ITS supervises an application support specialist in the Health Department to help with data-driven decision-making, and a dashboard of vital statistics allows them to visualize county data and identify areas of need. A goal going forward is to better present data from across the county in dashboards that allow agencies to quickly see how they are performing, as well as to tell the story of the county’s effectiveness to the community.

To shore up its cyber posture, ITS used funding from a State and Local Cybersecurity Grant to upgrade its firewall, a project that they anticipate will save $50,000 over five years. In addition, they upgraded its multifactor authentication and improved VPN access. Many of Onslow County’s cyber tools use AI on the back end to detect threats, and ITS is looking into an AI-driven security operations center that would be even more alert to threats than a traditional SOC, allowing staff to spend time more efficiently.

6th Union County, N.C.

In a booming region of North Carolina near Charlotte, Union County is experiencing rapid growth that strains its IT resources. With a modest IT budget of $20 per resident annually, the county's IT department has embraced creative solutions to meet rising demands, securing it a No. 6 spot in this year’s Digital Counties Survey.

By streamlining invoice processing, the county identified and eliminated outdated charges, saving a substantial six-figure sum. Adoption of the eCivis grants management platform has streamlined grant identification and applications, maximizing opportunities for crucial funding.

Collaboration with the state has yielded significant results, such as securing an additional $10 million in grant funding for the expansion of high-speed broadband to nearly 2,000 underserved homes and businesses. An additional $50,000 grant has enabled a firewall upgrade, alleviating the tax burden on residents. Internal network infrastructure and broadband services have also seen improvements, including the strategic installation of cellphone boosters in key county buildings to enhance connectivity.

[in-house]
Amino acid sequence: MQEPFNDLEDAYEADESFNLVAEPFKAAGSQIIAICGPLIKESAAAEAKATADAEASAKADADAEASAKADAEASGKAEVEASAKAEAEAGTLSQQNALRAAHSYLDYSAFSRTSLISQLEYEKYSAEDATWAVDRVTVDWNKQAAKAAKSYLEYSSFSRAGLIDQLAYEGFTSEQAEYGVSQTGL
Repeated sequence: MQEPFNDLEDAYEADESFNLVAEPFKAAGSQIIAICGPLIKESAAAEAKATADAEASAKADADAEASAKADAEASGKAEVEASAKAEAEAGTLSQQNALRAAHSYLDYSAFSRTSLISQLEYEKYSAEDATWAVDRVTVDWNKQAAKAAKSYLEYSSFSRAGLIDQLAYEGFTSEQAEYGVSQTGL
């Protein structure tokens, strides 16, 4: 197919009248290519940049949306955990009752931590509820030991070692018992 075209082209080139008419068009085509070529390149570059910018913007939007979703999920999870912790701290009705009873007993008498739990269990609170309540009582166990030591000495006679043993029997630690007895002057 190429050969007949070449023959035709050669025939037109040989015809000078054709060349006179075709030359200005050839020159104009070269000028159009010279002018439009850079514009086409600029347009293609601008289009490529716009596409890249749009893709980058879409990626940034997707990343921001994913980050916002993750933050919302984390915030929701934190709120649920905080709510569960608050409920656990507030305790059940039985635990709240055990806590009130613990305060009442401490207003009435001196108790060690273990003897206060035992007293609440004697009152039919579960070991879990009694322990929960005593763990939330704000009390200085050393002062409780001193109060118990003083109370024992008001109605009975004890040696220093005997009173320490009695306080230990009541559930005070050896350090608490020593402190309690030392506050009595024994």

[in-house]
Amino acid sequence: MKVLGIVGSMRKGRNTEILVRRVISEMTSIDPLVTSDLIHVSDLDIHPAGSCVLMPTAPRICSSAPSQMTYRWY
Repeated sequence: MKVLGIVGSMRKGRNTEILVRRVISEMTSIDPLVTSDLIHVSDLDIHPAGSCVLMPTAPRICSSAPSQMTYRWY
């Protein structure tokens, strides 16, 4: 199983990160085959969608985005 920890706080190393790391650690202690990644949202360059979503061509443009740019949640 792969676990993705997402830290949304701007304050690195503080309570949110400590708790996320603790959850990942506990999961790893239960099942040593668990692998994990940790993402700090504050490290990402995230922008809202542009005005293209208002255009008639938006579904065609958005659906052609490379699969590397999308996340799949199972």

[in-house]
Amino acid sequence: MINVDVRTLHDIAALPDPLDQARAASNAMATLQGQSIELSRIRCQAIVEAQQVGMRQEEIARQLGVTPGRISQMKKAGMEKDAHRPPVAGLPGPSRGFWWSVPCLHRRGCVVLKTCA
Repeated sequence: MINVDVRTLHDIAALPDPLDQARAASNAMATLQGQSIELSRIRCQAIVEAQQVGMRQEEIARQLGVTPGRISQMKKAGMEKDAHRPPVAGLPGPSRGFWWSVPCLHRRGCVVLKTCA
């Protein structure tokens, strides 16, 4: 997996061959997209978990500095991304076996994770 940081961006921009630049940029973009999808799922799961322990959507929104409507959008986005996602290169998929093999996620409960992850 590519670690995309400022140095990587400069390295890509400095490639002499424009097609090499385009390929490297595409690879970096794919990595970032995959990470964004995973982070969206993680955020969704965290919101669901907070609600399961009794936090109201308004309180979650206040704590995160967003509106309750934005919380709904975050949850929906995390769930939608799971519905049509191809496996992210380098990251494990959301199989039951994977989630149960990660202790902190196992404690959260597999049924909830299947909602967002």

To address connectivity challenges in remote areas, Union County has deployed Cradlepoint routers, providing reliable failover capabilities and ensuring uninterrupted access to critical applications and services. These portable routers are also valuable for rapid deployment in disaster scenarios.

Data-driven decision-making is a key focus for Union County's IT team. They published an AI guide for county staff, one of the first such documents in the state, demonstrating a balanced approach that embraces AI's potential while establishing clear guidelines for responsible use.

7th Pitt County, N.C.

While Pitt County, N.C., notes rapid changes in technology as one of the challenges it’s facing, the IT department is using innovative approaches to keep driving digital services forward. Implementation of Ometrics Ochatbot on the county website enables constituents to ask questions or request information in natural language, addresses most frequently asked questions, and has made it quicker and easier for residents to find the information they need. The program provides more details and more accurate information than a routine search using keywords, and it ties in with Google Analytics to help monitor key performance indicators and identify future improvements.

The county has also put a lot of work into its public safety systems, including a new countywide emergency alert system featuring geographically targeted calls, emails and text messages to 911. A partnership with the city of Greenville has consolidated municipal and county police, fire and EMS radio systems. And to tackle the nationwide shortage of volunteer firefighters, Pitt launched a campaign that saw 25,983 views on YouTube and 300,000 views on Facebook, yielding 105 completed applications.

Pitt County is also deploying a comprehensive cybersecurity platform that uses AI to monitor and mitigate cyber threats. New asset management software ties each asset with specific projects and helps track the life cycle of major IT systems. And Pitt participates in the state’s Completing Access to Broadband initiative and is accepting bids of up to $11 million to help get high-speed Internet access to rural areas that currently do not have a provider.